Pawpaw Season

For this week’s foraging post, I intended to write a long, philosophical introspection on the value of foraging, and the importance of harvesting wild food that you (and your family, as applicable) will actually eat.

As much as I’m sure you would have loved these deep ponderings, they will have to wait. It’s abruptly pawpaw season!

I certainly didn’t expect the fruit of the pawpaw tree (Asimina triloba) to be ready in late August.  But earlier this year I joined a Maryland foraging group on Facebook (and for all its faults, Facebook actually is helpful for this sort of online community), and this morning one of the members posted they had found ripe pawpaws in Charles county. Well. Charles is quite a bit south and east of Frederick, with a warmer seaside climate, but I still had to check.

Locally, I found some fruit on the ground, likely the casualty of a recent afternoon storm. (Mid-Atlantic summer weather: hot, muggy, humid – “Like you stepped into someone’s mouth”, according to one of my friends – with a chance of severe thunderstorms. every. single. afternoon.) The unripe fruit is still firm or hard to the touch, with green colored skin and no discernable smell.

Unripe pawpaws are green, hard, and lack the distinctive pawpaw aroma
Unripe pawpaws are green, hard, and lack the distinctive pawpaw aroma

I kept looking, just in case.

And then we found them. Well, my husband did. He stepped on one! Remember, the best place to find ripe pawpaws is on the ground! I was looking in the branches for fruit low enough I could check for firmness, but everything we wanted carpeted the forest floor. Just last week I predicted it would be a month until pawpaw fruit was ready, and nature proved me wrong!

Ripe pawpaws are yellowish, bruised, soft and fragrant
Ripe pawpaws are yellowish, bruised, soft and fragrant

Note the ripe pawpaws have a yellowish tint to their skin, plus black bruises, and animal and insect gnaw marks, and an aroma that cannot be mistaken for anything else! After a day of them sitting on my counter, my kitchen almost reeks of the sweet smell.

These fruit all appeared to come from the same tree, or possibly the same grove. Pawpaws can spread by suckering in addition to seeds, so multiple trees in a grove might be genetically identical. Either way, these fruit were both early and comparatively large for wild pawpaws. Of course I had to try planting some of the seeds for my own future grove.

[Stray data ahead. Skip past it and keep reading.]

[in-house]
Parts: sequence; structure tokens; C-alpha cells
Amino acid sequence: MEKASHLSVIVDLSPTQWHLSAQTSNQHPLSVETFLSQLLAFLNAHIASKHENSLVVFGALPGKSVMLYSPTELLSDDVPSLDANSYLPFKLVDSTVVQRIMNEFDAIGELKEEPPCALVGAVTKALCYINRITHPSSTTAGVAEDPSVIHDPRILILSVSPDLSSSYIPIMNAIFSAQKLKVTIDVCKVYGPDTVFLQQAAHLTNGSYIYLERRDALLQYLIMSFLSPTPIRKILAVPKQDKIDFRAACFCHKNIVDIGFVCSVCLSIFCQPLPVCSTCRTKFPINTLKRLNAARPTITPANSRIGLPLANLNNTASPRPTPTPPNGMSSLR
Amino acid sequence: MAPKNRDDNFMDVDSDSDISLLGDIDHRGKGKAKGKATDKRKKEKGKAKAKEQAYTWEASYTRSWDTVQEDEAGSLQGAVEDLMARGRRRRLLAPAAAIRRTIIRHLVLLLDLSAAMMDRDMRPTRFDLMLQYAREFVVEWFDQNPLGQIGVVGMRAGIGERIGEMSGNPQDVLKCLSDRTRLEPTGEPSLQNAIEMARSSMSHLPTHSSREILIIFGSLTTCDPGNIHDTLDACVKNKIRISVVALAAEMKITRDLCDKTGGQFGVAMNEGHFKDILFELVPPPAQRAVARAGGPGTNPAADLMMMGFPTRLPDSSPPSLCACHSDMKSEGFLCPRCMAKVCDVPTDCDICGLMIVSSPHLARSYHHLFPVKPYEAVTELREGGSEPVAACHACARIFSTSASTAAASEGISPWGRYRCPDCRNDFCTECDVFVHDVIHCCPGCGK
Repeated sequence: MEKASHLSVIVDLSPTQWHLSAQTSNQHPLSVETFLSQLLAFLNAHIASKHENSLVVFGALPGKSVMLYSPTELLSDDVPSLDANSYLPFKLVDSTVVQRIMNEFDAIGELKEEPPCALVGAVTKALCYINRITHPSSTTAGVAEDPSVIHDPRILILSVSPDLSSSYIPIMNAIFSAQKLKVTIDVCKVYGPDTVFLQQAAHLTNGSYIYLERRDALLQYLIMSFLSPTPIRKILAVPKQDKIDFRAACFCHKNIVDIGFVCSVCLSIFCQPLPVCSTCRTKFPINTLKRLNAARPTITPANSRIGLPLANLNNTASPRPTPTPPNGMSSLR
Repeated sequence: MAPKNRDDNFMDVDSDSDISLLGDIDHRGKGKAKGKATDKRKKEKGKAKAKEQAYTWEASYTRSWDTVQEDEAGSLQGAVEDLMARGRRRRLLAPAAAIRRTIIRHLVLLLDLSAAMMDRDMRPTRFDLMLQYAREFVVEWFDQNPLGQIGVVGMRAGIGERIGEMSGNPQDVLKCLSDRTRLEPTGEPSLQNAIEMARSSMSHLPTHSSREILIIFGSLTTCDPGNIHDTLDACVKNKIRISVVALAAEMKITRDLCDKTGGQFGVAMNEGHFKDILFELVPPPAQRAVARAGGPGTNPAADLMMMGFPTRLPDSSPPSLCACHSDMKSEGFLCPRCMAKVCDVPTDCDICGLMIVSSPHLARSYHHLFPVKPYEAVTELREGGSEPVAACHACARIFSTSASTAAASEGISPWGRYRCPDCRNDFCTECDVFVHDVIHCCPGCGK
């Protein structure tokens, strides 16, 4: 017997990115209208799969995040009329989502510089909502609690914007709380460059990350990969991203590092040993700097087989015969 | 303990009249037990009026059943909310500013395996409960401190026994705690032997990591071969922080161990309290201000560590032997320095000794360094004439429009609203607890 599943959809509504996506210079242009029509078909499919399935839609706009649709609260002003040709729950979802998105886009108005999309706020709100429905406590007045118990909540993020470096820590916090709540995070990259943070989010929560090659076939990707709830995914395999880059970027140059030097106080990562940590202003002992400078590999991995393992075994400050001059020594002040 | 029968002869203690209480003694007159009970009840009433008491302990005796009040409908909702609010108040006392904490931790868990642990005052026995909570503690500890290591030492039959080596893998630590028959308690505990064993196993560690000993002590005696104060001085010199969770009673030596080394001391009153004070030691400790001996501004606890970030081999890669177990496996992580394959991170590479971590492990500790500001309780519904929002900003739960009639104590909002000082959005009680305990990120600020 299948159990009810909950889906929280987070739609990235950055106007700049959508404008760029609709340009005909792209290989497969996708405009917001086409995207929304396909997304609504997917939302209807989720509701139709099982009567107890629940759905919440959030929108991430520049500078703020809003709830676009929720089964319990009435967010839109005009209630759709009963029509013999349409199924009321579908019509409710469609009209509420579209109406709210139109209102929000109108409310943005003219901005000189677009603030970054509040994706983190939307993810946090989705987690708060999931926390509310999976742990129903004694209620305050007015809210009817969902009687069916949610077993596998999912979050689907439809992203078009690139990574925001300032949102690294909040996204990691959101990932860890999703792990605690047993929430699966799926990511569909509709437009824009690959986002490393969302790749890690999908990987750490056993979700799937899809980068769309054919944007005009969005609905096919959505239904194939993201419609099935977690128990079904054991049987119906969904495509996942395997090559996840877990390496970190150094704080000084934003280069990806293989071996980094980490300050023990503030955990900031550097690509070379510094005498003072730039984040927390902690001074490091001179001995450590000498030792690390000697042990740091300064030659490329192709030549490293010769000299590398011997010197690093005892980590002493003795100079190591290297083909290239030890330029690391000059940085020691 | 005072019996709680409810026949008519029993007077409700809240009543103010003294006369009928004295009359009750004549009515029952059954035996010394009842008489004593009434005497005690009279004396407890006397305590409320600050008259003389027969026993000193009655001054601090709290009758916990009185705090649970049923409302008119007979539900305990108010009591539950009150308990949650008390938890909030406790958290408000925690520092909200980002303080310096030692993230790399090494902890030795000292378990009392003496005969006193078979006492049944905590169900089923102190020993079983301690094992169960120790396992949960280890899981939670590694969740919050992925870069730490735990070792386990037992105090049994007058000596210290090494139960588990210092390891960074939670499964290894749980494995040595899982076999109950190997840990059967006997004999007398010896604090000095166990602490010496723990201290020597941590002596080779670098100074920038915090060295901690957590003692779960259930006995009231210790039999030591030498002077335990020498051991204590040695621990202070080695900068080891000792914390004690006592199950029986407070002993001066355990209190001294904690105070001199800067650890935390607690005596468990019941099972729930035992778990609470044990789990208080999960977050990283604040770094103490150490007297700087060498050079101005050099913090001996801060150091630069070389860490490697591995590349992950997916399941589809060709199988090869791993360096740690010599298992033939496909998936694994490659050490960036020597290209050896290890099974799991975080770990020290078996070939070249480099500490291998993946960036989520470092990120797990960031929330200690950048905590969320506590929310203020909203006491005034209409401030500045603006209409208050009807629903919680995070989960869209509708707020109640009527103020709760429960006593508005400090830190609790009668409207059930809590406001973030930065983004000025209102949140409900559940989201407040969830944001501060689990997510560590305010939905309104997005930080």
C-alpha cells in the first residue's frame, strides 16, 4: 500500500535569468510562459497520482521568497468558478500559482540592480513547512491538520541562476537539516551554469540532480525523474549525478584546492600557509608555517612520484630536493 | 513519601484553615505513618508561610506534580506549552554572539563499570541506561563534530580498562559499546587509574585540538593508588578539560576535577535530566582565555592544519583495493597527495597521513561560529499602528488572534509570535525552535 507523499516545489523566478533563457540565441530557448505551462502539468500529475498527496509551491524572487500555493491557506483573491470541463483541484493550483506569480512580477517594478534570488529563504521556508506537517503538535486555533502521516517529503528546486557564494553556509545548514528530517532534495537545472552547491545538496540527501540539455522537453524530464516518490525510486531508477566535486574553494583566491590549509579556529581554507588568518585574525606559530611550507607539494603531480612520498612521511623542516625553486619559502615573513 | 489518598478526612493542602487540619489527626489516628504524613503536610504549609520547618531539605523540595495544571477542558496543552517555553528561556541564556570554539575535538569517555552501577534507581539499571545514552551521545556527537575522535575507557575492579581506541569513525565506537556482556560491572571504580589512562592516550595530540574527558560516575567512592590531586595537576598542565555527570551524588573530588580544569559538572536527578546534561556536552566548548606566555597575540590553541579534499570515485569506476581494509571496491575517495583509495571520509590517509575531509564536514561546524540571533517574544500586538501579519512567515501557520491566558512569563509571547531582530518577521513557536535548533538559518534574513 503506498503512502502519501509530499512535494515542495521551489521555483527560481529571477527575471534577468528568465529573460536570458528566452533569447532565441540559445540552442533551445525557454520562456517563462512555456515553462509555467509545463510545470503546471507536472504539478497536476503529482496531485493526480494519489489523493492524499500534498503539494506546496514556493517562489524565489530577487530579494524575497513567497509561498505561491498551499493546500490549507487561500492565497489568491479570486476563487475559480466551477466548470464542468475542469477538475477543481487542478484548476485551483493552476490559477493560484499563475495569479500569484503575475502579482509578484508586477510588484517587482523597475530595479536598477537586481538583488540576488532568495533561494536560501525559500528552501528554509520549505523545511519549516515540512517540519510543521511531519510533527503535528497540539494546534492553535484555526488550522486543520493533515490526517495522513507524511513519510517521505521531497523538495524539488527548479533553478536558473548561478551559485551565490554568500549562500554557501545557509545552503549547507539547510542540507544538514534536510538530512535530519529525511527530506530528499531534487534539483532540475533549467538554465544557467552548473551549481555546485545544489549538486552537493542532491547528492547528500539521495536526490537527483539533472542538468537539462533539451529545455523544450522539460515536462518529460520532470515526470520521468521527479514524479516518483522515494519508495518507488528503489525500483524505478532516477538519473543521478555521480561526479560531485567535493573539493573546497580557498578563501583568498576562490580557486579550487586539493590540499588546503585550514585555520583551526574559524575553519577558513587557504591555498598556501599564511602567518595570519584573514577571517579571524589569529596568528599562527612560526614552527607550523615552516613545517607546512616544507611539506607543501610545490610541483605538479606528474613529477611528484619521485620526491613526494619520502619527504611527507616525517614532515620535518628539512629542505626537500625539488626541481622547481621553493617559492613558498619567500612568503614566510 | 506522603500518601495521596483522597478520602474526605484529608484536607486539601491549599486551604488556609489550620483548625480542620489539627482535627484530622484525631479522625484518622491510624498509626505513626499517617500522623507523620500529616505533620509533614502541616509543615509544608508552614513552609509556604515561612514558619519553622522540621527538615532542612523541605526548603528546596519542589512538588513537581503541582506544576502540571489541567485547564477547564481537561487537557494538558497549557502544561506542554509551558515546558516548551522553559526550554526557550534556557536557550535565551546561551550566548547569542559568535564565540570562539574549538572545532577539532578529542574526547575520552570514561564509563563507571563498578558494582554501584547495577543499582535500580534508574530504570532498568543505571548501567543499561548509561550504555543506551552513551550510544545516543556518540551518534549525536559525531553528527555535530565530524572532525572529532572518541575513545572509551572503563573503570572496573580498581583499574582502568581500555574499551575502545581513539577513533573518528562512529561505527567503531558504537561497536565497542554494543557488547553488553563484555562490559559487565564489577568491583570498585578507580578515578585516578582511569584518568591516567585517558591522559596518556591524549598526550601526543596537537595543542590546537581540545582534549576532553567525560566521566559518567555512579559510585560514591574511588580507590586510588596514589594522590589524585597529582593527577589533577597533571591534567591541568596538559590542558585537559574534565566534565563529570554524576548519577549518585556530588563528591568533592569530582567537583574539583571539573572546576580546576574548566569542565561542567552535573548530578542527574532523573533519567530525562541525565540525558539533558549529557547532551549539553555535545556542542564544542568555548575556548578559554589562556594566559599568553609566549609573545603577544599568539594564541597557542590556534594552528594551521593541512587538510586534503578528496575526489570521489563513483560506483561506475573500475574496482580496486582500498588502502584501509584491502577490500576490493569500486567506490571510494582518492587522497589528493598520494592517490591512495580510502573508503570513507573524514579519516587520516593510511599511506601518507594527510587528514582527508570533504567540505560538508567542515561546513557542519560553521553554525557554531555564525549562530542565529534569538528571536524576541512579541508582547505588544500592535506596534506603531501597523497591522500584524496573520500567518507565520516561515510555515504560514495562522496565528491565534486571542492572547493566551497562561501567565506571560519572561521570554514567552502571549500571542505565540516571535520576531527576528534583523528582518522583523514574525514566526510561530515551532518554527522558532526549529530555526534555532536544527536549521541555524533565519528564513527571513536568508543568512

Pawpaw seeds awaiting next spring
Pawpaw seeds awaiting next spring

The most important part of germinating pawpaws is to keep the seeds moist. They also need a long stratification period – cold temperatures, like if they were outside – so I will keep them in a shady spot in my garden until next spring will they will hopefully come to life. The fabric pots are extra deep to make room for the pawpaws’ lengthy taproot.

In honor of the early – and hopefully long – pawpaw season, here are some resources for your own pawsible harvest! I will update this information (and repost it) yearly as I find more sources to share.

For the Love of Pawpaws by Michael Judd. I haven’t tried many of his recipes yet, but I’m really looking forward to them. I particularly appreciate the vegan / raw recipes, because most recipes that are vegan & raw are also paleo. Insider secret: raw is where vegan and paleo diets intersect. Although not always fossil-fuel-free – the “cheesecake” bits, for instance, used cashews (oil for transportation) and coconut oil/milk (oil for transportation and industrial manufacturing). Alas.

Fruit by Nancie McDermott. A handful of straightforward, dessert-y recipes.

Eating Appalachia by Darrin Nordahl. I like the fact that many of the recipes are non-desserts, although I have only sampled a few. I tried the Pawpaw-Tamarind Sauce, and didn’t find it remarkable enough to be worth the work. The Pawpaw Whiskey Sour, on the other hand, was scrumptious.

Forage, Harvest, Feast by Marie Viljoen (Truly, I cannot make a foraging post anymore without mentioning this book!) No, I haven’t tried any of her many pawpaw recipes, but the Pawpaw Spice Cake is on my list, despite the wheat flour in it.

The Fruit Forager’s Companion by Sara Bir. The source of the Pawpaw Ha-ha-ha-habanero hot sauce I shared last year. This book overlaps slightly with the Pocket Pawpaw Cookbook (below).

The Pocket Pawpaw Cookbook by Sara Bir. An more extensive selection of recipes, not all of which are desserts. I never did make the barbecue sauce last year, so maybe I’ll revisit it this year.

Pawpaw : in search of America’s forgotten fruit by  Andrew Moore. I read this long enough ago I forgot whether it has recipes; if it did, there were just a few and I didn’t attempt making any of them.

Note: I am not an affiliate marketer and I do not get commissions if you buy these books from Amazon.com. I highly recommend looking for them at your public library. If you would like to support my work, you can hire me to perform a wild edibles assessment for property in the northern WV, central MD, northern VA, or southern PA area; hire me to speak or write about foraging, permaculture and sustainability; or consider making a donation.

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